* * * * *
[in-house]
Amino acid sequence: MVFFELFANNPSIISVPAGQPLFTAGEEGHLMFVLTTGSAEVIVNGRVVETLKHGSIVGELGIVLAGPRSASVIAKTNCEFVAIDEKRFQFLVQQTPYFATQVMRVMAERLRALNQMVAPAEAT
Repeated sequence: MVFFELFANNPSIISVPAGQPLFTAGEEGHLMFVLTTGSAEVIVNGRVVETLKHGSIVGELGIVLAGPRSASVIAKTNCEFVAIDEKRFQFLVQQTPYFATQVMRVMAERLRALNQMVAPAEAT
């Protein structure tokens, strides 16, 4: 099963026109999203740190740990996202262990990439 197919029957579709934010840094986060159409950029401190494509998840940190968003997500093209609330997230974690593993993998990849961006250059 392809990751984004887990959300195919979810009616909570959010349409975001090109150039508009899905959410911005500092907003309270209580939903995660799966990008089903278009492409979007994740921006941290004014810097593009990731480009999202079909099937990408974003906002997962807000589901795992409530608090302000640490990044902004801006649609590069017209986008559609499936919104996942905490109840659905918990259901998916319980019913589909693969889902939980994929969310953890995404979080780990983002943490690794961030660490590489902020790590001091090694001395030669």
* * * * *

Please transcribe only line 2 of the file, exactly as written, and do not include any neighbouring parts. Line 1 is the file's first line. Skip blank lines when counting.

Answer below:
Amino acid sequence: MVFFELFANNPSIISVPAGQPLFTAGEEGHLMFVLTTGSAEVIVNGRVVETLKHGSIVGELGIVLAGPRSASVIAKTNCEFVAIDEKRFQFLVQQTPYFATQVMRVMAERLRALNQMVAPAEAT